Three members of the Redwood City council accepted free football game tickets from Stanford, which may have created a conflict of interest as the University is currently negotiating with Redwood City on the development of a satellite campus on 35 acres adjacent to Highway 101.
The council members involved – Jeff Ira, Barbara Pierce and John Seybert – listed the football tickets with other gifts on their 2011 economic disclosure forms. State law requires city council members to disclose all gifts received over the course of the year.
Ira and Seybert attended the Card’s November matchup against the University of Oregon with tickets gifted from the University. According to Ira’s disclosure form, the value of the tickets he accepted was $270.
“People always ask me [if I saw a conflict of interest in accepting the tickets],” Ira told the Palo Alto Daily News. “If you have any confusion, I would call [Stanford] up and see how [ticked] off they are at me for all of the things I’m not giving into.”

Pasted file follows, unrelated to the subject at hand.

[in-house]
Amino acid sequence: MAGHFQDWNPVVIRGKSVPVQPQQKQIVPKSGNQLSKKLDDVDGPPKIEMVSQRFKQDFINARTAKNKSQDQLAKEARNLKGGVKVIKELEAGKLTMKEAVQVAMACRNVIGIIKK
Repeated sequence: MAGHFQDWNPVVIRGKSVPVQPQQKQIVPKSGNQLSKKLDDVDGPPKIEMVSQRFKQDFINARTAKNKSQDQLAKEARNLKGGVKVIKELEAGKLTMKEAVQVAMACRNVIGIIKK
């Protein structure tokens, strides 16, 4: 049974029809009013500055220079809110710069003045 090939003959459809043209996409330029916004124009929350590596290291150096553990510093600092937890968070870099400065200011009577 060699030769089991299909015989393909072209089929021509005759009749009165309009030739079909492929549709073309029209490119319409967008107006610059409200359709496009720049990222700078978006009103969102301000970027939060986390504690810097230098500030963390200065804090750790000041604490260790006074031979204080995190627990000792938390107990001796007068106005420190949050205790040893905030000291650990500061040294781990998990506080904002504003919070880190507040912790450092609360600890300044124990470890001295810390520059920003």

“It does not impact my decision making at all,” he said.
Pierce accepted one ticket to an October football game against the University of Colorado.
Lisa Lapin, Stanford spokesperson, told the Palo Alto Daily News that tickets to many university events such as football games are regularly offered to local officials.
“We don’t single out any particular entity,” Lapin said. “Stanford is in six different jurisdictions, from Santa Clara County to San Mateo County, so everyone is given the same opportunities.”
The Stanford in Redwood City project was prompted by Stanford’s General Use Permit with Santa Clara County. The permit limits how much Stanford can expand on the main campus, so the University is aiming to relocate administrative buildings to a satellite campus in Redwood City to preserve main campus space for academic uses.
There are presently no plans for the University to locate offices on the site. After construction is complete, Stanford plans to continue leasing office space to third parties.
– Alice Phillips